The world’s gadget makers have been promising us robot chefs almost as long as flying cars, and we are still waiting…but now the former may be on the horizon at last, and potato peeling and sweating over a hot stove may soon be things of the past. Is your mouth watering yet?
Point of view
If it can mimic my hands and any chef's hands, then with some work on it there's no reason why it can't do just about anything
A robotic chef that can prepare professional quality meals in minutes; so claim the engineers at UK-based Moley Robotics. Two fully articulated hands can faithfully reproduce human gestures. They are gentle enough to fold in egg whites; with a masterchef’s touch a soufflé is a breeze.
“If it can mimic my hands and any chef’s hands, then with some work on it there’s no reason why it can’t do just about anything; kneading bread, making sushi – all these things that are very hands-on, for lack of a better term. The scope of what it can do is almost endless,” says professional chef Tim Anderson.
Motion-capture gloves are the key to the robot learning kitchen secrets from the best. Every motion, no matter how subtle, can be captured. Then the actions are translated into smooth digital movement using special algorithms.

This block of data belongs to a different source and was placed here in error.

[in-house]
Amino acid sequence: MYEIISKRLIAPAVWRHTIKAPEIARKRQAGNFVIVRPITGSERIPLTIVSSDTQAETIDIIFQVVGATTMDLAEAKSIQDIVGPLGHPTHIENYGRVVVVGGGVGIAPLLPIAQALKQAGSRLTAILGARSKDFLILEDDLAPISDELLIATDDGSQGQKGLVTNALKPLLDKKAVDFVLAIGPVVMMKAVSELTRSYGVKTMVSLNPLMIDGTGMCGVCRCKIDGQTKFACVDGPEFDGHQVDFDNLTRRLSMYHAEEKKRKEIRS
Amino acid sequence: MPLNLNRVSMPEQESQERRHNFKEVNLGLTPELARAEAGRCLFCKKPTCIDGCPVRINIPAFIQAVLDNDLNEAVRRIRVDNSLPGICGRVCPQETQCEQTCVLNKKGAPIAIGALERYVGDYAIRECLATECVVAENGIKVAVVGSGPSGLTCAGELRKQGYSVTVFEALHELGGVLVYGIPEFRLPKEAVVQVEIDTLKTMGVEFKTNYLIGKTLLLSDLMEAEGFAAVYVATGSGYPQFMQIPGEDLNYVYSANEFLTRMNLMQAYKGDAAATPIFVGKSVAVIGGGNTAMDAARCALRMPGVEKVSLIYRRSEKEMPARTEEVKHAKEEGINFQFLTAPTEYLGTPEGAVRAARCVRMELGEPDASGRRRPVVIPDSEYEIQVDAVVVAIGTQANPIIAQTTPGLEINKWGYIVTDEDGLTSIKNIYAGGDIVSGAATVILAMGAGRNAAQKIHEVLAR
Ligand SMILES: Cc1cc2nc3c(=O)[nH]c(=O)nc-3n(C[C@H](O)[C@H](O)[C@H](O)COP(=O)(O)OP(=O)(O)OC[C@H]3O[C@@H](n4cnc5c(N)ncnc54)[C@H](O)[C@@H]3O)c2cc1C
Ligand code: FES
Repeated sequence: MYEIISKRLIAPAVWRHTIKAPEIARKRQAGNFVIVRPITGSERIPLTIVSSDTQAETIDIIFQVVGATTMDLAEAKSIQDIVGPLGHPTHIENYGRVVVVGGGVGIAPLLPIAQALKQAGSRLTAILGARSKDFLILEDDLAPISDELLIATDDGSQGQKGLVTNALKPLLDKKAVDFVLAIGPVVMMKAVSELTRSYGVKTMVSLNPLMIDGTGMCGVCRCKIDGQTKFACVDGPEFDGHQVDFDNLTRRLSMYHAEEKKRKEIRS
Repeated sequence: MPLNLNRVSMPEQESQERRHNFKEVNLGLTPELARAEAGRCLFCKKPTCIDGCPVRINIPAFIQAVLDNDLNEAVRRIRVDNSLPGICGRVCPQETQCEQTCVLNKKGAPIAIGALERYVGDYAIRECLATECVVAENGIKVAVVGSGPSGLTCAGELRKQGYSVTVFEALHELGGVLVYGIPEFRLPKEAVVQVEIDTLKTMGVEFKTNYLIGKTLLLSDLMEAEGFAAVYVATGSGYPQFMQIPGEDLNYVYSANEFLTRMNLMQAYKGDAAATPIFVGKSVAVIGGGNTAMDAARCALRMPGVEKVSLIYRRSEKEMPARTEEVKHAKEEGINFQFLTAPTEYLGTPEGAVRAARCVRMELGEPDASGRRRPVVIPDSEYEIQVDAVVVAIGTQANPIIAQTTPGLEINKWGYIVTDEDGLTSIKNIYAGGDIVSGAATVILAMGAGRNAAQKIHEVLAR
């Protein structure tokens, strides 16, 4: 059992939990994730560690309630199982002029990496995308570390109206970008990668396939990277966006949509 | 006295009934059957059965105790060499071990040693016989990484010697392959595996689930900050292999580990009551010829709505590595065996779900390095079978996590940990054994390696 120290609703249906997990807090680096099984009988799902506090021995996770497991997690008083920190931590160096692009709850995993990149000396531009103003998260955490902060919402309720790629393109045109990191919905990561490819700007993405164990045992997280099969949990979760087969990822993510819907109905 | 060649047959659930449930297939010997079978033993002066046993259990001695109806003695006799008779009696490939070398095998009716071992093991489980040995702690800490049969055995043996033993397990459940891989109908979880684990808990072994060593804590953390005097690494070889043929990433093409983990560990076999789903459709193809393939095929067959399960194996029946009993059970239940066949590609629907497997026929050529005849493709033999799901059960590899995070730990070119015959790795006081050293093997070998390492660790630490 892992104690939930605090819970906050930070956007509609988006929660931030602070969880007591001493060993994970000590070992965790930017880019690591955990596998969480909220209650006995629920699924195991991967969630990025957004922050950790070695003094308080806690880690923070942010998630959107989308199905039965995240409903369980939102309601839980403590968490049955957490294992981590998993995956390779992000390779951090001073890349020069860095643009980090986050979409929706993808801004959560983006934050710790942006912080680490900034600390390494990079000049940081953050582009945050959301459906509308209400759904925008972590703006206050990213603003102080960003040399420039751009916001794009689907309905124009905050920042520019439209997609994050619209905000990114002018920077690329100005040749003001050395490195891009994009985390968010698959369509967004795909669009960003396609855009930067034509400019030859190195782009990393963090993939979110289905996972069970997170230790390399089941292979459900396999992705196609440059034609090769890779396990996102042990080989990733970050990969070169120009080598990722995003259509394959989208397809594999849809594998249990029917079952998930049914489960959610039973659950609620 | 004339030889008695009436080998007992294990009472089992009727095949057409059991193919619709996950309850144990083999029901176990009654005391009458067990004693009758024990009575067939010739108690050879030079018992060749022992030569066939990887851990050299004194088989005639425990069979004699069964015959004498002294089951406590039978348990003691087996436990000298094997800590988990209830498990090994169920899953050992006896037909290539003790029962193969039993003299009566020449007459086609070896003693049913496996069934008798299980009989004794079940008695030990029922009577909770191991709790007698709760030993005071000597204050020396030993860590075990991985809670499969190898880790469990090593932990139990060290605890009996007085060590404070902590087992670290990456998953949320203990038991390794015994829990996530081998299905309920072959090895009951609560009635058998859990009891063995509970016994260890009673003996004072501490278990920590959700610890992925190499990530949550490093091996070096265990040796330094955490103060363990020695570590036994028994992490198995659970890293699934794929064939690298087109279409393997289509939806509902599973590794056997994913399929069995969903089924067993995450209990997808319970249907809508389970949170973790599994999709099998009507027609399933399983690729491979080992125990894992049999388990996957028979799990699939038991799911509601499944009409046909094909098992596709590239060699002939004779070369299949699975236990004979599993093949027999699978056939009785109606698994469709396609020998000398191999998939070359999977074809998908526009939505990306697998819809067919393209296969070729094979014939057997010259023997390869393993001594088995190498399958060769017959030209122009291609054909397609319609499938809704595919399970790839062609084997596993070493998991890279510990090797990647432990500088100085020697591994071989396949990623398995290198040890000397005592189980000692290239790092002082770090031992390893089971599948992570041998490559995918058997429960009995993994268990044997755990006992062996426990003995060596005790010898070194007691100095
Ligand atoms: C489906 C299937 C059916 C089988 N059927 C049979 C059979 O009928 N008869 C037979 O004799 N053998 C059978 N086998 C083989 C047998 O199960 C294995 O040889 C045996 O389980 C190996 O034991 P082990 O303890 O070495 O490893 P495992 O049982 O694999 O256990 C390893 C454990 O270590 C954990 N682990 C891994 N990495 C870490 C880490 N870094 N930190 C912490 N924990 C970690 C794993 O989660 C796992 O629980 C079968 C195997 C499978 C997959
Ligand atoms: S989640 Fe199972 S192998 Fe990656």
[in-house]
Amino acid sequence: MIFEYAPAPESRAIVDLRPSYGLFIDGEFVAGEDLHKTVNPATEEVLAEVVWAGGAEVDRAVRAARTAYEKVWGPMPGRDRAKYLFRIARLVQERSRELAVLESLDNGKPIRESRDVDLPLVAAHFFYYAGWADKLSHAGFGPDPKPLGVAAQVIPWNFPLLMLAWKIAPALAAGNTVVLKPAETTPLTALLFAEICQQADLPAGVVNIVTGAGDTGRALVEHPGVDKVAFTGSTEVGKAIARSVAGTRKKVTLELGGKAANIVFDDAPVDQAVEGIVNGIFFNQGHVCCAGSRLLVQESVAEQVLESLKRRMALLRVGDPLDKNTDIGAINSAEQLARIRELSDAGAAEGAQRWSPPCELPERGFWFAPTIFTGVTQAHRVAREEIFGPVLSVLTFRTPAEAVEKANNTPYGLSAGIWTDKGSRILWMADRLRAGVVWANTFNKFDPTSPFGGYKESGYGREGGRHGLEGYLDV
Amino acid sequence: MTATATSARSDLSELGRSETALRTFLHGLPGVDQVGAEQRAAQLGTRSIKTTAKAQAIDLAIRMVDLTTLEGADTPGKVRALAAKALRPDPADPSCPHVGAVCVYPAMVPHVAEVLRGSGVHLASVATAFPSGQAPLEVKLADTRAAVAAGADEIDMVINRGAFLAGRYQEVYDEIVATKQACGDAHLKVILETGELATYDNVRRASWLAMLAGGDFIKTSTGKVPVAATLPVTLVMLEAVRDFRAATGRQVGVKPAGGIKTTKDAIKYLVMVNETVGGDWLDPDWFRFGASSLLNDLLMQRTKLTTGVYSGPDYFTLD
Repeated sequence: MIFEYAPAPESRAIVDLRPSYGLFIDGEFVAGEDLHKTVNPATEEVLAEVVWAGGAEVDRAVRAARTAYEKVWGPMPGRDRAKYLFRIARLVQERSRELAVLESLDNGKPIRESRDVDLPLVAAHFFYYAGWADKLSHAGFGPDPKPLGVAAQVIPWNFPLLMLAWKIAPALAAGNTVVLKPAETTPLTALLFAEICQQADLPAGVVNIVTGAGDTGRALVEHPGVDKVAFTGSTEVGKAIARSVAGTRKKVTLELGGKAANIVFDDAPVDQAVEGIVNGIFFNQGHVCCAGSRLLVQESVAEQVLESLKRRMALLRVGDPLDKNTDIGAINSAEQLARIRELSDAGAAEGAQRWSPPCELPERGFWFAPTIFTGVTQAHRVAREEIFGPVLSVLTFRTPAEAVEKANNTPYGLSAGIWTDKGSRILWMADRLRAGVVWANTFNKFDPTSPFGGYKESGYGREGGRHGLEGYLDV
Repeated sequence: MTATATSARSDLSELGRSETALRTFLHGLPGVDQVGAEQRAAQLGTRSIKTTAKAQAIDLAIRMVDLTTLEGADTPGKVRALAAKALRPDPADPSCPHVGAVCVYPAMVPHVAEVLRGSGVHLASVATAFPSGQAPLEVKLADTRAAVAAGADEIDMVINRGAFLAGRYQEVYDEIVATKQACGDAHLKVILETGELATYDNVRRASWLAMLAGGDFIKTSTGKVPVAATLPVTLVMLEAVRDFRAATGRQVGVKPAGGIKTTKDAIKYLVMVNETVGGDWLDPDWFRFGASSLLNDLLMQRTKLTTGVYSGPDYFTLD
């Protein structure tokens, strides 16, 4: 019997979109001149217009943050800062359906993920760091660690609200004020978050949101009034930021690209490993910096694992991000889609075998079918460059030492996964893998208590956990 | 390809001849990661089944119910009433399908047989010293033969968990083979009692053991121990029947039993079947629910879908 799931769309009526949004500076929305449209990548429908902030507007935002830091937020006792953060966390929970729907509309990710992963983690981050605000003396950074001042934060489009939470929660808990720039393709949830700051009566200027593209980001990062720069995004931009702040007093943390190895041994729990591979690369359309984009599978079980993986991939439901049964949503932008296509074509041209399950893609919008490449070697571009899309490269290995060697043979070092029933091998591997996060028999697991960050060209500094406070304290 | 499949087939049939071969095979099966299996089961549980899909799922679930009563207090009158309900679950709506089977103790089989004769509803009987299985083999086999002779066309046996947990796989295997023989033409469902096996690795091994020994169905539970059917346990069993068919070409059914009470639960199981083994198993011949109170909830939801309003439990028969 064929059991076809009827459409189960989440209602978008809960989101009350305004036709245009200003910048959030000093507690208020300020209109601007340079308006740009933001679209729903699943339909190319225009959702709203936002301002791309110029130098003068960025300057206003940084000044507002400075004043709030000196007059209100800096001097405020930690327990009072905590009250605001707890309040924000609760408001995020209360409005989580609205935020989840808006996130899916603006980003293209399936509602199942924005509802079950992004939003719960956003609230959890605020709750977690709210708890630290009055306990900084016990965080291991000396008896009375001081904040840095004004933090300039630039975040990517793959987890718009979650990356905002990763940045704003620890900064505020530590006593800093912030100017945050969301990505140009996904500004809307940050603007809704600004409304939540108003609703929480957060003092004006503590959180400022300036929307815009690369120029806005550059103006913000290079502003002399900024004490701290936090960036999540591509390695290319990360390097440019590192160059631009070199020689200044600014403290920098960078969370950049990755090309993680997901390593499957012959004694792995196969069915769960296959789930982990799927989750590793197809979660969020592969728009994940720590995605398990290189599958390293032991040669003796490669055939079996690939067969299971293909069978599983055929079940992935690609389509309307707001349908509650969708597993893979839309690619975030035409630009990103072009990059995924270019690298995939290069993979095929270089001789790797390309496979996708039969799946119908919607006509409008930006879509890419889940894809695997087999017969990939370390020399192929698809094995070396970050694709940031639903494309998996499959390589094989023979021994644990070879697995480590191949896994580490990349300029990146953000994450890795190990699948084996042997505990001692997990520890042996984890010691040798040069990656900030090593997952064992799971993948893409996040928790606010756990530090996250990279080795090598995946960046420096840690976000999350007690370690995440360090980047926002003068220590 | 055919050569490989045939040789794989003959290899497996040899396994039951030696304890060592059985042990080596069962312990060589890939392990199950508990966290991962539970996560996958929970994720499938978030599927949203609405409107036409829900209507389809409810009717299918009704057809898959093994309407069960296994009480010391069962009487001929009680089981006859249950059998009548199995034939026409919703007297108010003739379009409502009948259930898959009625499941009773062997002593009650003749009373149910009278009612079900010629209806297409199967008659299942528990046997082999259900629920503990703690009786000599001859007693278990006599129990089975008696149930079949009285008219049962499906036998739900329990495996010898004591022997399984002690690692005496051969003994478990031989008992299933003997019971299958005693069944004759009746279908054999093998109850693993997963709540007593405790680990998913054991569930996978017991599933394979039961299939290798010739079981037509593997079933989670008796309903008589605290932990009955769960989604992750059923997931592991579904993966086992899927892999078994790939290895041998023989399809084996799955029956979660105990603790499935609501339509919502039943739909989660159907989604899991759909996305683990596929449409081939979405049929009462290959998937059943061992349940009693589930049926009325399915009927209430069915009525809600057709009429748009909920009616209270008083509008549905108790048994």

“If you can make the right model, the robot does not make mistakes. So it’s fun for humans to make a creative process and keep the boring process for the machine,” says Moley Robotics founder and inventor Mark Oleynik.
Moley says an affordable consumer version of the robot is two years away. And, say developers, if the hands can be taught to cook there is no reason they could not play the piano, learn carpentry and more. Who knows? They might even one day replace celebrity TV chefs, although for some the sight of Jamie Oliver’s hands testing a tender side of ham may be irreplaceable. Some things, it is probably safe to say, remain beyond the reach of the robots.